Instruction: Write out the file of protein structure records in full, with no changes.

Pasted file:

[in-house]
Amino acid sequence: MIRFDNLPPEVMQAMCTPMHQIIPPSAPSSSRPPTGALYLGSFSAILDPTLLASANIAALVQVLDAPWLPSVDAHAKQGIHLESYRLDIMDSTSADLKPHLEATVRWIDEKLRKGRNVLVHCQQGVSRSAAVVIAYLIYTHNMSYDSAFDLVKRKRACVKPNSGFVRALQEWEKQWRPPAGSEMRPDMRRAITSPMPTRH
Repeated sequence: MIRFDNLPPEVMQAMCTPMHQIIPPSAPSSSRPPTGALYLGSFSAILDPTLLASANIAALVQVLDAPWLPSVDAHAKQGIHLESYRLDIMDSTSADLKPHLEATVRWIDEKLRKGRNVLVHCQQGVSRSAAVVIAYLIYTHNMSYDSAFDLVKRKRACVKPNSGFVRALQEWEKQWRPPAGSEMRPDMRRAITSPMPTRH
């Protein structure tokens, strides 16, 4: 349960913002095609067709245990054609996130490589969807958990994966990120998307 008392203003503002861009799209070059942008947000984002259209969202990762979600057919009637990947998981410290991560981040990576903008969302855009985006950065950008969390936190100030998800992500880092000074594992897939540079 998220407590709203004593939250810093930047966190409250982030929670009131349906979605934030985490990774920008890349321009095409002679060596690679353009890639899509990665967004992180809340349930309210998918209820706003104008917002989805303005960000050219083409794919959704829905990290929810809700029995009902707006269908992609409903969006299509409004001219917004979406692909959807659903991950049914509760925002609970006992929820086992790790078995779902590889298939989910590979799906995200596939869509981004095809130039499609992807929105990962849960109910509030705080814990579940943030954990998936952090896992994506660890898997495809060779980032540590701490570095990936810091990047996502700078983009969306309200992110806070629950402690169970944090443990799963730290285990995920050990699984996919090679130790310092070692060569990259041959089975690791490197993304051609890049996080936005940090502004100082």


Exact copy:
[in-house]
Amino acid sequence: MIRFDNLPPEVMQAMCTPMHQIIPPSAPSSSRPPTGALYLGSFSAILDPTLLASANIAALVQVLDAPWLPSVDAHAKQGIHLESYRLDIMDSTSADLKPHLEATVRWIDEKLRKGRNVLVHCQQGVSRSAAVVIAYLIYTHNMSYDSAFDLVKRKRACVKPNSGFVRALQEWEKQWRPPAGSEMRPDMRRAITSPMPTRH
Repeated sequence: MIRFDNLPPEVMQAMCTPMHQIIPPSAPSSSRPPTGALYLGSFSAILDPTLLASANIAALVQVLDAPWLPSVDAHAKQGIHLESYRLDIMDSTSADLKPHLEATVRWIDEKLRKGRNVLVHCQQGVSRSAAVVIAYLIYTHNMSYDSAFDLVKRKRACVKPNSGFVRALQEWEKQWRPPAGSEMRPDMRRAITSPMPTRH
């Protein structure tokens, strides 16, 4: 349960913002095609067709245990054609996130490589969807958990994966990120998307 008392203003503002861009799209070059942008947000984002259209969202990762979600057919009637990947998981410290991560981040990576903008969302855009985006950065950008969390936190100030998800992500880092000074594992897939540079 998220407590709203004593939250810093930047966190409250982030929670009131349906979605934030985490990774920008890349321009095409002679060596690679353009890639899509990665967004992180809340349930309210998918209820706003104008917002989805303005960000050219083409794919959704829905990290929810809700029995009902707006269908992609409903969006299509409004001219917004979406692909959807659903991950049914509760925002609970006992929820086992790790078995779902590889298939989910590979799906995200596939869509981004095809130039499609992807929105990962849960109910509030705080814990579940943030954990998936952090896992994506660890898997495809060779980032540590701490570095990936810091990047996502700078983009969306309200992110806070629950402690169970944090443990799963730290285990995920050990699984996919090679130790310092070692060569990259041959089975690791490197993304051609890049996080936005940090502004100082």